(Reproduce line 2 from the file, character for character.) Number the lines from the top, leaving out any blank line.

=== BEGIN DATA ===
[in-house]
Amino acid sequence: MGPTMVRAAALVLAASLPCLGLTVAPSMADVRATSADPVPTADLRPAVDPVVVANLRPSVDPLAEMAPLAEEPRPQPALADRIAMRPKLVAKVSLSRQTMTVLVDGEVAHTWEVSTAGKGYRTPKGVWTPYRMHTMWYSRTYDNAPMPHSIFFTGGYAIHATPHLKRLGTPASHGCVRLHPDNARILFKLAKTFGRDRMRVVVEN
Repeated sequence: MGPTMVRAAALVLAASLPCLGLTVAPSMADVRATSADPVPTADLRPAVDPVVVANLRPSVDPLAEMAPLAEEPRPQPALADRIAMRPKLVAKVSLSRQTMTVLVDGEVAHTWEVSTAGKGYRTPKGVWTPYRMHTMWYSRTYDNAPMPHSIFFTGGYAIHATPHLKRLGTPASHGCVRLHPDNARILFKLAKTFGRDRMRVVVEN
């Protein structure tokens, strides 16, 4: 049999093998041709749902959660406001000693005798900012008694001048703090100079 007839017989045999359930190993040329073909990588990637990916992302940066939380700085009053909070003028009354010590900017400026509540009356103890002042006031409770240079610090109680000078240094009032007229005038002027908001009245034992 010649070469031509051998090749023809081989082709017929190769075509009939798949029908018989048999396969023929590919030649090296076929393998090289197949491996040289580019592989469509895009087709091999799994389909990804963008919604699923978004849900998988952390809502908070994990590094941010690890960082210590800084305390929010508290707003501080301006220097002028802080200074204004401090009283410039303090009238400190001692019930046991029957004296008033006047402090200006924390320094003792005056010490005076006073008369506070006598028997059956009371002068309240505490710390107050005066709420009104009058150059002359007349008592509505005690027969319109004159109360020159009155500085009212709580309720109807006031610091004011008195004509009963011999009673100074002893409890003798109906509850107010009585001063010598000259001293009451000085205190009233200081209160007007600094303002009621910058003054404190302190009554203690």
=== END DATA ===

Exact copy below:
Amino acid sequence: MGPTMVRAAALVLAASLPCLGLTVAPSMADVRATSADPVPTADLRPAVDPVVVANLRPSVDPLAEMAPLAEEPRPQPALADRIAMRPKLVAKVSLSRQTMTVLVDGEVAHTWEVSTAGKGYRTPKGVWTPYRMHTMWYSRTYDNAPMPHSIFFTGGYAIHATPHLKRLGTPASHGCVRLHPDNARILFKLAKTFGRDRMRVVVEN